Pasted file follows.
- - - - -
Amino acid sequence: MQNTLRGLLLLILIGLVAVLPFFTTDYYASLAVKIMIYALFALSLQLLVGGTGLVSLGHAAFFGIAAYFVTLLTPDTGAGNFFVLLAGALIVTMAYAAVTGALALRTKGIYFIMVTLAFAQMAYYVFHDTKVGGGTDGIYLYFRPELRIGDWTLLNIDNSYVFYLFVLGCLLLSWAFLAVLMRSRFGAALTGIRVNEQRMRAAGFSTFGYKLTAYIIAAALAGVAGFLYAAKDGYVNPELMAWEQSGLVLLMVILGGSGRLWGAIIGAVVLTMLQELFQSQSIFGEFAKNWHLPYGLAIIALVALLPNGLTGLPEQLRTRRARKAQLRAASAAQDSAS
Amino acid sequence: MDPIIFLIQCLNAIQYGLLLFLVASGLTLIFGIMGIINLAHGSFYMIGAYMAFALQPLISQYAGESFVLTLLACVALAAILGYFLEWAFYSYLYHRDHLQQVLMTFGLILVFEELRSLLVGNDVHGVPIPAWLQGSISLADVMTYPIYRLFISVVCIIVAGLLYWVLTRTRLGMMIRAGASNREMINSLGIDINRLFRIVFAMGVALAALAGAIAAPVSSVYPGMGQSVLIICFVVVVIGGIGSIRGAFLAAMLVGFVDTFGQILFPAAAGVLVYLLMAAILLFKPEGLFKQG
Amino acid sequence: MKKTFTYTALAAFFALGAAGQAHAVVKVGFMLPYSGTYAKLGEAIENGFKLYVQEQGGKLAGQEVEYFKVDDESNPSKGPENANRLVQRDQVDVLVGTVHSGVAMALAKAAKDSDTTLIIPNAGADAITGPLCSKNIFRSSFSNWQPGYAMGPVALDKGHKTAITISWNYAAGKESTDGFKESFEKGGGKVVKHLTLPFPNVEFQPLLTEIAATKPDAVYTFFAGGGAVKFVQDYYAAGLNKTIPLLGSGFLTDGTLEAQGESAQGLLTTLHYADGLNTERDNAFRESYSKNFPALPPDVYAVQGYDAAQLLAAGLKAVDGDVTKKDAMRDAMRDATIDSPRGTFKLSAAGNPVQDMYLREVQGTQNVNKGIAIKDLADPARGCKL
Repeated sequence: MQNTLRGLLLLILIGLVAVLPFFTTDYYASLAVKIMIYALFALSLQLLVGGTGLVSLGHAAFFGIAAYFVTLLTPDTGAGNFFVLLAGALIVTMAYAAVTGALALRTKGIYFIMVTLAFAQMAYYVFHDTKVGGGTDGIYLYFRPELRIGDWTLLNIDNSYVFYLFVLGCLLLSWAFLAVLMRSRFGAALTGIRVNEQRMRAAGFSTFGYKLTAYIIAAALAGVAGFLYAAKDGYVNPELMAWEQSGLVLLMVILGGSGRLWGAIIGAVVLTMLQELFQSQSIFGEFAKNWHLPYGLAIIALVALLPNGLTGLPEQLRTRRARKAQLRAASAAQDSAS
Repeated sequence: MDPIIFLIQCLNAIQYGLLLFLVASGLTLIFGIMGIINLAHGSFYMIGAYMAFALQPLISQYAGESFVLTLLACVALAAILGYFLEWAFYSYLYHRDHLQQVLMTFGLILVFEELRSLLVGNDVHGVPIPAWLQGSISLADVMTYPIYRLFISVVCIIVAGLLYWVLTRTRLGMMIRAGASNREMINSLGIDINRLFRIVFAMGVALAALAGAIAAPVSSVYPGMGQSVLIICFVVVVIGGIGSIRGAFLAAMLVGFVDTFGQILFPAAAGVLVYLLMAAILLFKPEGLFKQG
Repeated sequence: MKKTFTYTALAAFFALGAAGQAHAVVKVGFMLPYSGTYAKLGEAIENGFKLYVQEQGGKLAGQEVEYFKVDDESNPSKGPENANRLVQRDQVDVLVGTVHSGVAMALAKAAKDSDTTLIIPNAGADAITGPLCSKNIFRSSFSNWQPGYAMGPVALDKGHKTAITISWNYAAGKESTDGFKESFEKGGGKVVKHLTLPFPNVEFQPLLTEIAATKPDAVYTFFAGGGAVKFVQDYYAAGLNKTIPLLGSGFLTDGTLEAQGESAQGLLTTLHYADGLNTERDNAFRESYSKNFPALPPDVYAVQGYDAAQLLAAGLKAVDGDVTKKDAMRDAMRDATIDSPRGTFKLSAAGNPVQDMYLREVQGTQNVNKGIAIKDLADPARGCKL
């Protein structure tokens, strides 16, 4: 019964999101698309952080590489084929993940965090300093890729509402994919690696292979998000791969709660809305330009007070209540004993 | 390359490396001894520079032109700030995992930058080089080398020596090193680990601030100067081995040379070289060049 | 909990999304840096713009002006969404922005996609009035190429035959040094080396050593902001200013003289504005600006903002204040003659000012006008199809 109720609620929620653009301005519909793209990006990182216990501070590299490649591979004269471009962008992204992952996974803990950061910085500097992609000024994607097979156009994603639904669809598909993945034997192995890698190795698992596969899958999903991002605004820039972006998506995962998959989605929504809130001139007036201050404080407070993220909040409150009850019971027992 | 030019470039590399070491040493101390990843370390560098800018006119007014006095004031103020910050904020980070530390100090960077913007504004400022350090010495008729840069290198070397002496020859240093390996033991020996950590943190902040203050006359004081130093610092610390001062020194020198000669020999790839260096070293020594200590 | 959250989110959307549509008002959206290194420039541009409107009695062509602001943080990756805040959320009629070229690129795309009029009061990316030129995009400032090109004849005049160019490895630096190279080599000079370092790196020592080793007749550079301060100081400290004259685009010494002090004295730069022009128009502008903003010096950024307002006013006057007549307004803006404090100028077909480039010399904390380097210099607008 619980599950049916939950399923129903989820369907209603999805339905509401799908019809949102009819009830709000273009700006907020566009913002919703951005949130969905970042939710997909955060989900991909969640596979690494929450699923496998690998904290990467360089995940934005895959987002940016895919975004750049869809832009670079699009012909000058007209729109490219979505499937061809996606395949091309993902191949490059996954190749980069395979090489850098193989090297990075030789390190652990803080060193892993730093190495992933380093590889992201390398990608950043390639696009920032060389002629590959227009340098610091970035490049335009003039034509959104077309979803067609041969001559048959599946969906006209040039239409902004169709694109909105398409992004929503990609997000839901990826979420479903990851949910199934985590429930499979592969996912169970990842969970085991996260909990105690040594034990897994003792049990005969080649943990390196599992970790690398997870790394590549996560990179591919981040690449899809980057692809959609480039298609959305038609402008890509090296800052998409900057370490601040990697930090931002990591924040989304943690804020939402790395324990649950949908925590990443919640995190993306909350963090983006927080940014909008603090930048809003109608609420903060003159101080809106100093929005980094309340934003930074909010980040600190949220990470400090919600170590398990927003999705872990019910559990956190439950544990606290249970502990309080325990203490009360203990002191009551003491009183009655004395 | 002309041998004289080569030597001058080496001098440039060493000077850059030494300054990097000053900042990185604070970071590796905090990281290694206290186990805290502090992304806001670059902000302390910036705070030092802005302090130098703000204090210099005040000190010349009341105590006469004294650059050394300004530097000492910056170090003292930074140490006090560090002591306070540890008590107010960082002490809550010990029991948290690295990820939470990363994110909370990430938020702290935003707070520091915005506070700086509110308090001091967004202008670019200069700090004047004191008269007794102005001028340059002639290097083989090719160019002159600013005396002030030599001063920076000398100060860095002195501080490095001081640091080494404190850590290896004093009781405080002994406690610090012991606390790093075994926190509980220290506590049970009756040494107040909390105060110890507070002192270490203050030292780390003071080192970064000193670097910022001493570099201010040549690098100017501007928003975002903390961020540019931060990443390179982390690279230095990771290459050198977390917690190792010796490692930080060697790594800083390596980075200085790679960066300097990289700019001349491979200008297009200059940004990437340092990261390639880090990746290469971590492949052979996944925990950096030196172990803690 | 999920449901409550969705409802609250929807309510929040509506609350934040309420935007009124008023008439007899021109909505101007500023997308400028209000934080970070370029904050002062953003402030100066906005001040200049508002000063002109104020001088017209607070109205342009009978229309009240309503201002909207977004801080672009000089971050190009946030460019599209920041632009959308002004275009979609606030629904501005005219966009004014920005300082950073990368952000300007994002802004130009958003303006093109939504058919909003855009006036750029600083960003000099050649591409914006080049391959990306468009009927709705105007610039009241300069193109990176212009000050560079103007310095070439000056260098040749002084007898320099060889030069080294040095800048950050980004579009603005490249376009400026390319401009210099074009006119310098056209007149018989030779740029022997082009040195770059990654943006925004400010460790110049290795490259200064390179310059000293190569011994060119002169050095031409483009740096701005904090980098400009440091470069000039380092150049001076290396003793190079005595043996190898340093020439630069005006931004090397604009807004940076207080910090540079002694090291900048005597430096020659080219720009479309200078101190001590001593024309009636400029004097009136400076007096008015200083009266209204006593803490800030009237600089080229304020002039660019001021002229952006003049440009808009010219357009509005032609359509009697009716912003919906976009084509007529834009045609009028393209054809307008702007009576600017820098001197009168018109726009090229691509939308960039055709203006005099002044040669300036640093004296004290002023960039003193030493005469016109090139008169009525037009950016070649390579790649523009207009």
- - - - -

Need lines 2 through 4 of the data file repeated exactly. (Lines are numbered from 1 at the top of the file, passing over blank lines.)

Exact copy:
Amino acid sequence: MDPIIFLIQCLNAIQYGLLLFLVASGLTLIFGIMGIINLAHGSFYMIGAYMAFALQPLISQYAGESFVLTLLACVALAAILGYFLEWAFYSYLYHRDHLQQVLMTFGLILVFEELRSLLVGNDVHGVPIPAWLQGSISLADVMTYPIYRLFISVVCIIVAGLLYWVLTRTRLGMMIRAGASNREMINSLGIDINRLFRIVFAMGVALAALAGAIAAPVSSVYPGMGQSVLIICFVVVVIGGIGSIRGAFLAAMLVGFVDTFGQILFPAAAGVLVYLLMAAILLFKPEGLFKQG
Amino acid sequence: MKKTFTYTALAAFFALGAAGQAHAVVKVGFMLPYSGTYAKLGEAIENGFKLYVQEQGGKLAGQEVEYFKVDDESNPSKGPENANRLVQRDQVDVLVGTVHSGVAMALAKAAKDSDTTLIIPNAGADAITGPLCSKNIFRSSFSNWQPGYAMGPVALDKGHKTAITISWNYAAGKESTDGFKESFEKGGGKVVKHLTLPFPNVEFQPLLTEIAATKPDAVYTFFAGGGAVKFVQDYYAAGLNKTIPLLGSGFLTDGTLEAQGESAQGLLTTLHYADGLNTERDNAFRESYSKNFPALPPDVYAVQGYDAAQLLAAGLKAVDGDVTKKDAMRDAMRDATIDSPRGTFKLSAAGNPVQDMYLREVQGTQNVNKGIAIKDLADPARGCKL
Repeated sequence: MQNTLRGLLLLILIGLVAVLPFFTTDYYASLAVKIMIYALFALSLQLLVGGTGLVSLGHAAFFGIAAYFVTLLTPDTGAGNFFVLLAGALIVTMAYAAVTGALALRTKGIYFIMVTLAFAQMAYYVFHDTKVGGGTDGIYLYFRPELRIGDWTLLNIDNSYVFYLFVLGCLLLSWAFLAVLMRSRFGAALTGIRVNEQRMRAAGFSTFGYKLTAYIIAAALAGVAGFLYAAKDGYVNPELMAWEQSGLVLLMVILGGSGRLWGAIIGAVVLTMLQELFQSQSIFGEFAKNWHLPYGLAIIALVALLPNGLTGLPEQLRTRRARKAQLRAASAAQDSAS